My Personal Finance Journey

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Home Sale Anniversary

Contributed by mm | November 25, 2006 3:18 PM PST

It was just like yesterday that we bid farewell to our beautiful house in a neat surbuban community in the Greater Seattle area, and handed over the keys to the new homeowner, but by now it has already been a year since the sale. Yes, in October 2005, we sold our house for $420,000 after commission before we embarked on this journey back to Asia, and today is surely a good time to review the gains and losses from our first home sale in life.

Of course, given the flood of news stories like declining prices, lower sales volume and higher inventory, we will make exactly the same choice if we are facing the sell-or-rent-out question today.

On the other hand, price levels in the Greater Seattle area keeps creeping up in the last 12 months, and our house is likely worth over $470,000 after commission cut.

So do I have some buyer's remorse? Hardly any.

First, in retrospect, either sale or leasing out is a financial neutral decision (so far). In the last twelve months, we made approximately $55,000 in our investments, and in after-tax terms, these investment gains will be even much higher than the tax-free gain of the $50,000 in home price appreciation minus the upkeep of mortgage interest, property tax and insurance (amounts to $15,000 a year) -- admittedly, all $55,000 is not produced solely from our home sale proceeds and I could have lease out the house for some more money, but likely the financial consequences of either choices are within a few grand of each other.

Second, an important decision factor in our home sale is the peace of mind. If we still keep the house, I can imagine we will have at least a few more sleepless nights (when we leave it as an empty house or occuied by a renter). Our (financial) life is already too complicated and keeping an overseas property would not help.

Finally, it is getting less relevant in our household finance to decide over the difference of a few grand a year. Now that we are likely to break $600,000 in net worth by the end of the year, more certainty in financial results certainly overweight possibility of more speculative gains (and losses).

Status Update: We currently rent a downtown furnished apartment in Shanghai -- the city's real estate price is also quite high: a three-bedroom condo in downtown sells for more than a four bedroom single-family house in our original neighborhood. Truth be told, we are still missing the feeling of homeownership in the sense that we have much less control over the interior design right now, but we certainly don't miss the financial part of it.

(P.S. Now all I am praying is the real estate cycle will play to its nadir when (and if) we decide to move back.)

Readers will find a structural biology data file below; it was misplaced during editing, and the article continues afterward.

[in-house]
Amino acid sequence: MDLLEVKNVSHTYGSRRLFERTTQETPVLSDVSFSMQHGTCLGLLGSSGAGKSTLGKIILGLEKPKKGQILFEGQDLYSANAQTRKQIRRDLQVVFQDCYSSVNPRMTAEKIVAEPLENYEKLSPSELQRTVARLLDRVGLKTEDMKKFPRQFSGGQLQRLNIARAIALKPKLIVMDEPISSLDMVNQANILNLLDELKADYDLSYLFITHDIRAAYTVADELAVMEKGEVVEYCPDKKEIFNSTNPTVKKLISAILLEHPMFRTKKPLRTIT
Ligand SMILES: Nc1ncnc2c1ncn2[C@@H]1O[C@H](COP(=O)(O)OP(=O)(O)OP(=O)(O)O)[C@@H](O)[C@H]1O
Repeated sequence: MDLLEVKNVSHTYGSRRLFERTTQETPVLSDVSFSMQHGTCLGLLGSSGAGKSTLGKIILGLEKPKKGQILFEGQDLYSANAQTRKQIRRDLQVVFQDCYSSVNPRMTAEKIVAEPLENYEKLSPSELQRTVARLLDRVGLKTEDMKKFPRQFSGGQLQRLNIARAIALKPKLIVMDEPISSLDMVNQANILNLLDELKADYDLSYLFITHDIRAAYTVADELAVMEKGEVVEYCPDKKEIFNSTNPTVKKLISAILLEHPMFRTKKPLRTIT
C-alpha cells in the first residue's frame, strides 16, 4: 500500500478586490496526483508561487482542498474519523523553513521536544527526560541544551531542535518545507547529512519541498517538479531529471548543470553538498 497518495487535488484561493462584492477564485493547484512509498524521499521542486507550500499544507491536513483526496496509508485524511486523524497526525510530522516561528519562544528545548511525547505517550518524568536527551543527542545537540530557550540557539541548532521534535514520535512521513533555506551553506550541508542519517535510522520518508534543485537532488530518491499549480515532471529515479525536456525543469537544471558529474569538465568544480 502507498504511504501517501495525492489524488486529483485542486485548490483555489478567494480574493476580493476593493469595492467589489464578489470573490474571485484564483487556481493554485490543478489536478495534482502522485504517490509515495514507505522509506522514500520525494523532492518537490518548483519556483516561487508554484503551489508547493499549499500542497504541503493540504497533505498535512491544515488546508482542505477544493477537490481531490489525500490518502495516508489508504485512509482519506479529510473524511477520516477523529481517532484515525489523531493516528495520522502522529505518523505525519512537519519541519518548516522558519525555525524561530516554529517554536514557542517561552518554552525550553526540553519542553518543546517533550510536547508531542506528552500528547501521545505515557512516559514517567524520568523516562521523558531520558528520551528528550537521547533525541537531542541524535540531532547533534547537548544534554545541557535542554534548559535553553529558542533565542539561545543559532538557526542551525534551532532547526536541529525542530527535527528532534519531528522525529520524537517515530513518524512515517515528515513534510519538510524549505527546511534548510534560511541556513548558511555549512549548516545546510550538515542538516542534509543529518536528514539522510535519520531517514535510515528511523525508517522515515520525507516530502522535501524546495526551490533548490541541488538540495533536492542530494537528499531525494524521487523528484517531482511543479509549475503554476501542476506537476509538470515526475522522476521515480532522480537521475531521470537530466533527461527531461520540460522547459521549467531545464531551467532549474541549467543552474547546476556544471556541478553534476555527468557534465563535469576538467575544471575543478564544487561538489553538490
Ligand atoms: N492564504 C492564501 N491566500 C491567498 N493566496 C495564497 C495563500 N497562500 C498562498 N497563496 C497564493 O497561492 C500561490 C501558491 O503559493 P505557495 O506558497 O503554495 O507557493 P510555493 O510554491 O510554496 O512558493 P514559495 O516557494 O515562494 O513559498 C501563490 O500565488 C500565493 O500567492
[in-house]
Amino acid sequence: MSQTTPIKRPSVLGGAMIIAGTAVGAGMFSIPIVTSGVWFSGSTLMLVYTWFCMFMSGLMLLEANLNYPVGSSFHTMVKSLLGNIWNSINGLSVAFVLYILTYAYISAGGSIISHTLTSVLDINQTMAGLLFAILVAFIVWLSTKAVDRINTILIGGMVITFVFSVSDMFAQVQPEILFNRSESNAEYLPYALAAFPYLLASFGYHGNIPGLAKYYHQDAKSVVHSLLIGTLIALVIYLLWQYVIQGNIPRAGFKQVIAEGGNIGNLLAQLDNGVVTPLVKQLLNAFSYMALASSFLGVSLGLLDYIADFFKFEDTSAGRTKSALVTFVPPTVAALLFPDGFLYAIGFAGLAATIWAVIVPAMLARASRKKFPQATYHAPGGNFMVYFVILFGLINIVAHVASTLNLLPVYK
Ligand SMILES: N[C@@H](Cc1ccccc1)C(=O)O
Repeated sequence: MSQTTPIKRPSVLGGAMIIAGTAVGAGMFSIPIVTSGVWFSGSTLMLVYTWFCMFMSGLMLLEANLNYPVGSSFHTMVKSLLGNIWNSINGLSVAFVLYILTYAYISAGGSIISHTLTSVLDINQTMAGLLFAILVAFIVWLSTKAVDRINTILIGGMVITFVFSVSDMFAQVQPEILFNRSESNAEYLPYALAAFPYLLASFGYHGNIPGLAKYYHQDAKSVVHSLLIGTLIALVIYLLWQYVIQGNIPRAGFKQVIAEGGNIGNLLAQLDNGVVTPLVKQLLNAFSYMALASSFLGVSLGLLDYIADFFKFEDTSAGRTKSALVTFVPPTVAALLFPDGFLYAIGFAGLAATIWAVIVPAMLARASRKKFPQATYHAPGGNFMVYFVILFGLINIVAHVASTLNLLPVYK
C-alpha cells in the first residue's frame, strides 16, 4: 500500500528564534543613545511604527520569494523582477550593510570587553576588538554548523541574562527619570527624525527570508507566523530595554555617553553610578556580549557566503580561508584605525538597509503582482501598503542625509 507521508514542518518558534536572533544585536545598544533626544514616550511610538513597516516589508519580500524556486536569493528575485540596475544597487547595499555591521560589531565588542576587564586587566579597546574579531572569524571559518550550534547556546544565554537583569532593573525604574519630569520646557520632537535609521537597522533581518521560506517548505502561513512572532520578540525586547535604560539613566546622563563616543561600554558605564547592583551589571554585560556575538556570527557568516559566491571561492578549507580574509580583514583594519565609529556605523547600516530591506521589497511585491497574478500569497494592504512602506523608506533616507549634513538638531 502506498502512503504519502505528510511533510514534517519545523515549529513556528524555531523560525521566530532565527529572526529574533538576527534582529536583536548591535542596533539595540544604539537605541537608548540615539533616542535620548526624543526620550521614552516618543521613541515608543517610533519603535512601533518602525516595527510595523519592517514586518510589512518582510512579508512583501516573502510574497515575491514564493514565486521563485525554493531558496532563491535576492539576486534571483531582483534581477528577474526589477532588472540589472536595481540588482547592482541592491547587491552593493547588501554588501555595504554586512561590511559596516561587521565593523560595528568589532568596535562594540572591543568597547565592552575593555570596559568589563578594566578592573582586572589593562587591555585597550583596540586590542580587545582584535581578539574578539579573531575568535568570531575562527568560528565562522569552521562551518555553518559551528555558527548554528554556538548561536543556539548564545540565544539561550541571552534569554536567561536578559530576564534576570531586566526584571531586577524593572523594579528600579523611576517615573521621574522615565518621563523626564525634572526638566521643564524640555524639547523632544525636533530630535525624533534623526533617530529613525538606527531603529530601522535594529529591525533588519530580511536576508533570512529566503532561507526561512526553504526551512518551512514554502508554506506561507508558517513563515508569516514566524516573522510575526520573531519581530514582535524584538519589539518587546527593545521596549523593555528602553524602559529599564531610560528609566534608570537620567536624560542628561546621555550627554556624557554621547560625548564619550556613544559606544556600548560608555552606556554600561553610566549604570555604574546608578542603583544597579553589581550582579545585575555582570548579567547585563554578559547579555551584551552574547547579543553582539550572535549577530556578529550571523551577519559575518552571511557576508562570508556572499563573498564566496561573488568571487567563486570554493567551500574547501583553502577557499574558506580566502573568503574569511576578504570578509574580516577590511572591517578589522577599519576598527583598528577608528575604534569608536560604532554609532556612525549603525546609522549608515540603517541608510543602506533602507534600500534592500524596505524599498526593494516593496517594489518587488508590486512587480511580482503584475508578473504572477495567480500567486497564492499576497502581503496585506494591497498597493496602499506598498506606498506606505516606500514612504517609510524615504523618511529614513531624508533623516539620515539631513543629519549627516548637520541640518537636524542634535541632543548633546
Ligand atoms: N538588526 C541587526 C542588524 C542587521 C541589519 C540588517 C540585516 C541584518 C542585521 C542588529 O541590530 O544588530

This Post Has Received 8 Comments. Share Your Opinions Too.


Ruby Commented on November 26, 2006

Definately agree - managing properties locally itself is tough, forget managing it from overseas.


moneysmartlife Commented on November 26, 2006

I'm glad you don't have buyer's remorse. The property values may have increased over the last year but you have an advantage over everyone else still living there, you have your money in hand.

They won't realize their gains until they sell and only the home buyers of the future will determine what real estate in Seattle is really worth.


Rick Commented on November 27, 2006

Your English is getting worse, probably from the lack of use. Its hard to read now, can you have someone proof read posts? Thanks


Mark Commented on November 27, 2006

I share your concerns exactly. We sold our house in Southern California in March 2006 and are now renting in Madrid, Spain. I keep an eye on the RE market and am praying along with you that SF homes bottom out about the time we return. Looks like another 12 - 18 months for us. In the interim, I've put all the proceeds in tax exempt MMF at around 3.8% so I should have enough for a decent down payment.


fin_indie Commented on November 28, 2006

Ah, another (ex) Seattlite... Well, I can tell you that although reports that prices are continuing to rise here, they're really not. On my block alone, there are more than a dozen new townhomes going up (as they are all around the city), and the prices are anywhere from $350k to well over $600k). It'll be interesting to see if these move as the construction is finalized.

RetiringEarly.com


muipotu Commented on December 10, 2006

With all respect I am not sure I agree. Having control over a $420000 asset for the price of a little negative cash flow and a little bit of inconvenience seems like an easy choice to me. I have not run the numbers so I do not know how bad the cash flow would have been. I think that hopeing that you time the housing market correctly is silly. I remember reading somewhere that the worst year over year for a housing market ever was -20% and that longterm it is hard to find a way to make leverage money work for you so hard with so little risk.

Just my $.02... I am a relative rockie at the whole wealth game so I could be missing something...


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